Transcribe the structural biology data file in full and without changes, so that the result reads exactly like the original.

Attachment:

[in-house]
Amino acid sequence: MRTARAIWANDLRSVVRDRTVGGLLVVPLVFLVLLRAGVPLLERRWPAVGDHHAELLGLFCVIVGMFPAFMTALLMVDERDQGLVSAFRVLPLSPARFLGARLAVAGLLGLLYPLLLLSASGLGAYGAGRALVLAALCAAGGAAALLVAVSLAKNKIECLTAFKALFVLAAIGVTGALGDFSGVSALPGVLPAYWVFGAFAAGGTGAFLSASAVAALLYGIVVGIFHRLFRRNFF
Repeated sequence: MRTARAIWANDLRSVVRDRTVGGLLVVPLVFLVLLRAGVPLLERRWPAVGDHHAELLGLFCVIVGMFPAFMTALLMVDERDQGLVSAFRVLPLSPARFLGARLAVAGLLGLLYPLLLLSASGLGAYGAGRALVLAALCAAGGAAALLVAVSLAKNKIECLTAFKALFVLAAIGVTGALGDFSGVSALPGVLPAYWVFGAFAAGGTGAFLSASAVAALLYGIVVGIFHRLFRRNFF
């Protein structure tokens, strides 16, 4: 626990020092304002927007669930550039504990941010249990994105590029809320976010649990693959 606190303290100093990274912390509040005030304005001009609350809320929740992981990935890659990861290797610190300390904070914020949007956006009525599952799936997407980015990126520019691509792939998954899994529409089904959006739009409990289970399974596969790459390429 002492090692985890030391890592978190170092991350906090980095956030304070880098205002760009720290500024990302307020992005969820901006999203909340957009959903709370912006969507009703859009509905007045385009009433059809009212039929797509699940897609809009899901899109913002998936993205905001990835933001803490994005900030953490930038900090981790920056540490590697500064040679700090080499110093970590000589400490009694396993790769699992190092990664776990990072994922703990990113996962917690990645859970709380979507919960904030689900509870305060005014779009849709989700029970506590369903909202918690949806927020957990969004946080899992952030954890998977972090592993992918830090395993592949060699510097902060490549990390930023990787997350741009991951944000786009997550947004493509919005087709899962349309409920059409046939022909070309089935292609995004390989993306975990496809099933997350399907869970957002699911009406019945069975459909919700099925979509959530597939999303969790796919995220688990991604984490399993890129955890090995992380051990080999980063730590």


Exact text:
[in-house]
Amino acid sequence: MRTARAIWANDLRSVVRDRTVGGLLVVPLVFLVLLRAGVPLLERRWPAVGDHHAELLGLFCVIVGMFPAFMTALLMVDERDQGLVSAFRVLPLSPARFLGARLAVAGLLGLLYPLLLLSASGLGAYGAGRALVLAALCAAGGAAALLVAVSLAKNKIECLTAFKALFVLAAIGVTGALGDFSGVSALPGVLPAYWVFGAFAAGGTGAFLSASAVAALLYGIVVGIFHRLFRRNFF
Repeated sequence: MRTARAIWANDLRSVVRDRTVGGLLVVPLVFLVLLRAGVPLLERRWPAVGDHHAELLGLFCVIVGMFPAFMTALLMVDERDQGLVSAFRVLPLSPARFLGARLAVAGLLGLLYPLLLLSASGLGAYGAGRALVLAALCAAGGAAALLVAVSLAKNKIECLTAFKALFVLAAIGVTGALGDFSGVSALPGVLPAYWVFGAFAAGGTGAFLSASAVAALLYGIVVGIFHRLFRRNFF
């Protein structure tokens, strides 16, 4: 626990020092304002927007669930550039504990941010249990994105590029809320976010649990693959 606190303290100093990274912390509040005030304005001009609350809320929740992981990935890659990861290797610190300390904070914020949007956006009525599952799936997407980015990126520019691509792939998954899994529409089904959006739009409990289970399974596969790459390429 002492090692985890030391890592978190170092991350906090980095956030304070880098205002760009720290500024990302307020992005969820901006999203909340957009959903709370912006969507009703859009509905007045385009009433059809009212039929797509699940897609809009899901899109913002998936993205905001990835933001803490994005900030953490930038900090981790920056540490590697500064040679700090080499110093970590000589400490009694396993790769699992190092990664776990990072994922703990990113996962917690990645859970709380979507919960904030689900509870305060005014779009849709989700029970506590369903909202918690949806927020957990969004946080899992952030954890998977972090592993992918830090395993592949060699510097902060490549990390930023990787997350741009991951944000786009997550947004493509919005087709899962349309409920059409046939022909070309089935292609995004390989993306975990496809099933997350399907869970957002699911009406019945069975459909919700099925979509959530597939999303969790796919995220688990991604984490399993890129955890090995992380051990080999980063730590």